Posted on August 5, 2017 at 4:43 pm
    1. I reckon that the big stations need something like a capsule hotel. Do the night train, then book a restorative three hour nap in a pod. That would see us travelers happy! Ashamed to say I never did Eurorail, but I’m fast heading to the age where I can get discounted travel again, so there’s always time!

      Posted on August 5, 2017 at 4:49 pm
  11. I love the romance of a train journey. But then I try to sleep and it all goes to hell. Lol. But I would love to do this since it saves me a hotel booking and I love all things Scotland.

    Posted on August 5, 2017 at 4:54 pm
    1. I think sleep would be possible on this one if you weren’t doing the imitation of a kid on Christmas Eve that I was managing. 🙂 We staggered through a good day in Inverness and at Culloden after the night on the sleeper, and were raring to go for roadtripping the Highlands the day after.

      Posted on August 5, 2017 at 5:06 pm
  12. Your writing style is absolutely captivating; I almost wish this post was chapters long. I even enjoyed your descriptions when you discuss the less-than-perfect return.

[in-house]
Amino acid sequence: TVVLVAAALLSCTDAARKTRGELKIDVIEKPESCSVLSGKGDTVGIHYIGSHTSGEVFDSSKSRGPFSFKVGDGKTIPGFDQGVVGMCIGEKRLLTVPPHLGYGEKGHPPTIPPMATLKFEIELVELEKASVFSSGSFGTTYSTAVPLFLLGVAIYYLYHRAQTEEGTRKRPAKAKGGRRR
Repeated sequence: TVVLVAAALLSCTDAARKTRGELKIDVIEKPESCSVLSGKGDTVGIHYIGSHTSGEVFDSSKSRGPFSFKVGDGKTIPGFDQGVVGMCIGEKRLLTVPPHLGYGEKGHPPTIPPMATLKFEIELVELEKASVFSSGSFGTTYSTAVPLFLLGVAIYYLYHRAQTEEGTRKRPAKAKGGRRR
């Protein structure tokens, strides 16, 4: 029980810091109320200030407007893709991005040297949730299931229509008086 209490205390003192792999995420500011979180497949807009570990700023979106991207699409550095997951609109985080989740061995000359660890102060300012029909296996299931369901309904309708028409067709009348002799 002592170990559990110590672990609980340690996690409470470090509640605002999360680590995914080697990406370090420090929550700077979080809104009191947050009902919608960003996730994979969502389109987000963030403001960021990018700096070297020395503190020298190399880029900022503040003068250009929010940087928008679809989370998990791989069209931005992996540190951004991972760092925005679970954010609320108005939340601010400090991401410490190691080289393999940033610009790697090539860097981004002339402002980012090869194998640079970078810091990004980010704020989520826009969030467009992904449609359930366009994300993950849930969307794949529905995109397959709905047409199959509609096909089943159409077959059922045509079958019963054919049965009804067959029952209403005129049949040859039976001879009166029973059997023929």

I have always loved the idea of hopping on a sleeper train and waking up in a new place.

    Posted on August 5, 2017 at 5:12 pm
    1. Thank you so very much. That is such lovely feedback to a new blogger – I will treasure it. (Especially as I wonder if I waffle on a bit!)

      Your blog title and the explanation in the header always makes me smile. That’s real adventuring. And it reminds me of my enduring love for Robinson Crusoe – read first as a child, and the ideas never went away.

      Posted on August 5, 2017 at 5:44 pm
  13. Train journeys are quite an experience and there are so many little stories involved, like the one with the peach nightgown 😉

    Posted on August 5, 2017 at 5:23 pm
    1. The little stories are the things that make travel. I am thinking that it was a Valentine trip or maybe an anniversary. I loved her style – I have a feeling I was in leggings and a fleece at the time, so hardly glamming it up!

      Posted on August 5, 2017 at 5:38 pm